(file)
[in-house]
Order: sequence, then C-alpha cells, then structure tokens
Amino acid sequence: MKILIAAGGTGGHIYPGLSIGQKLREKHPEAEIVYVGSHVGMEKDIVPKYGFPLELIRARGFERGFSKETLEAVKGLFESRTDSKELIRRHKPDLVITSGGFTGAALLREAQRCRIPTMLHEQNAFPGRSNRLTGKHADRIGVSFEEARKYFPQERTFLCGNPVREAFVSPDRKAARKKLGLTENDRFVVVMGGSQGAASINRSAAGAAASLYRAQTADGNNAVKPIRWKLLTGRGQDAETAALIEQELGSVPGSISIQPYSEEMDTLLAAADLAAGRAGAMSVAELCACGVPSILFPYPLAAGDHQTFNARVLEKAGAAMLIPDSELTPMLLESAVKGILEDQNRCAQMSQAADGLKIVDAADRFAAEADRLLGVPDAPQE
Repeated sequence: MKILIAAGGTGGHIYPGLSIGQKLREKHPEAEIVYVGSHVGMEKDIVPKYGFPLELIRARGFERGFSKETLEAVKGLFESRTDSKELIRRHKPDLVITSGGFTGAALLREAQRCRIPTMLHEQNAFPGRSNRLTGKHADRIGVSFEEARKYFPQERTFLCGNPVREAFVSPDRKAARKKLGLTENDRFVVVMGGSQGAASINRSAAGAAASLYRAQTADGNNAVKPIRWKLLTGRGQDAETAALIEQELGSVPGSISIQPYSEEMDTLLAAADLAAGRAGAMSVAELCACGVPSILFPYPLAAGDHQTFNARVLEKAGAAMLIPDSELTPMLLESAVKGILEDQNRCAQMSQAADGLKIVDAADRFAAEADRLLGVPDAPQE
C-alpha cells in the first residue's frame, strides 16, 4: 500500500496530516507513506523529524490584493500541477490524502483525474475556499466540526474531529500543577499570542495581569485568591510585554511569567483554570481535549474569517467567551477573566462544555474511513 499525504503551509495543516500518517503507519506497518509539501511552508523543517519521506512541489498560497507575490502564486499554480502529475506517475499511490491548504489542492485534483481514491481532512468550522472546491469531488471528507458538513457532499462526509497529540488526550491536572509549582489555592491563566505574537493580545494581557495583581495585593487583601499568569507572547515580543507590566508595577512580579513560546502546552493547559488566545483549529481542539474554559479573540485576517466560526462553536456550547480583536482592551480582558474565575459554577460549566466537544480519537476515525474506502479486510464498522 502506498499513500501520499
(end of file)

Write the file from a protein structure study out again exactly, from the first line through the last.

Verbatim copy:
[in-house]
Order: sequence, then C-alpha cells, then structure tokens
Amino acid sequence: MKILIAAGGTGGHIYPGLSIGQKLREKHPEAEIVYVGSHVGMEKDIVPKYGFPLELIRARGFERGFSKETLEAVKGLFESRTDSKELIRRHKPDLVITSGGFTGAALLREAQRCRIPTMLHEQNAFPGRSNRLTGKHADRIGVSFEEARKYFPQERTFLCGNPVREAFVSPDRKAARKKLGLTENDRFVVVMGGSQGAASINRSAAGAAASLYRAQTADGNNAVKPIRWKLLTGRGQDAETAALIEQELGSVPGSISIQPYSEEMDTLLAAADLAAGRAGAMSVAELCACGVPSILFPYPLAAGDHQTFNARVLEKAGAAMLIPDSELTPMLLESAVKGILEDQNRCAQMSQAADGLKIVDAADRFAAEADRLLGVPDAPQE
Repeated sequence: MKILIAAGGTGGHIYPGLSIGQKLREKHPEAEIVYVGSHVGMEKDIVPKYGFPLELIRARGFERGFSKETLEAVKGLFESRTDSKELIRRHKPDLVITSGGFTGAALLREAQRCRIPTMLHEQNAFPGRSNRLTGKHADRIGVSFEEARKYFPQERTFLCGNPVREAFVSPDRKAARKKLGLTENDRFVVVMGGSQGAASINRSAAGAAASLYRAQTADGNNAVKPIRWKLLTGRGQDAETAALIEQELGSVPGSISIQPYSEEMDTLLAAADLAAGRAGAMSVAELCACGVPSILFPYPLAAGDHQTFNARVLEKAGAAMLIPDSELTPMLLESAVKGILEDQNRCAQMSQAADGLKIVDAADRFAAEADRLLGVPDAPQE
C-alpha cells in the first residue's frame, strides 16, 4: 500500500496530516507513506523529524490584493500541477490524502483525474475556499466540526474531529500543577499570542495581569485568591510585554511569567483554570481535549474569517467567551477573566462544555474511513 499525504503551509495543516500518517503507519506497518509539501511552508523543517519521506512541489498560497507575490502564486499554480502529475506517475499511490491548504489542492485534483481514491481532512468550522472546491469531488471528507458538513457532499462526509497529540488526550491536572509549582489555592491563566505574537493580545494581557495583581495585593487583601499568569507572547515580543507590566508595577512580579513560546502546552493547559488566545483549529481542539474554559479573540485576517466560526462553536456550547480583536482592551480582558474565575459554577460549566466537544480519537476515525474506502479486510464498522 502506498499513500501520499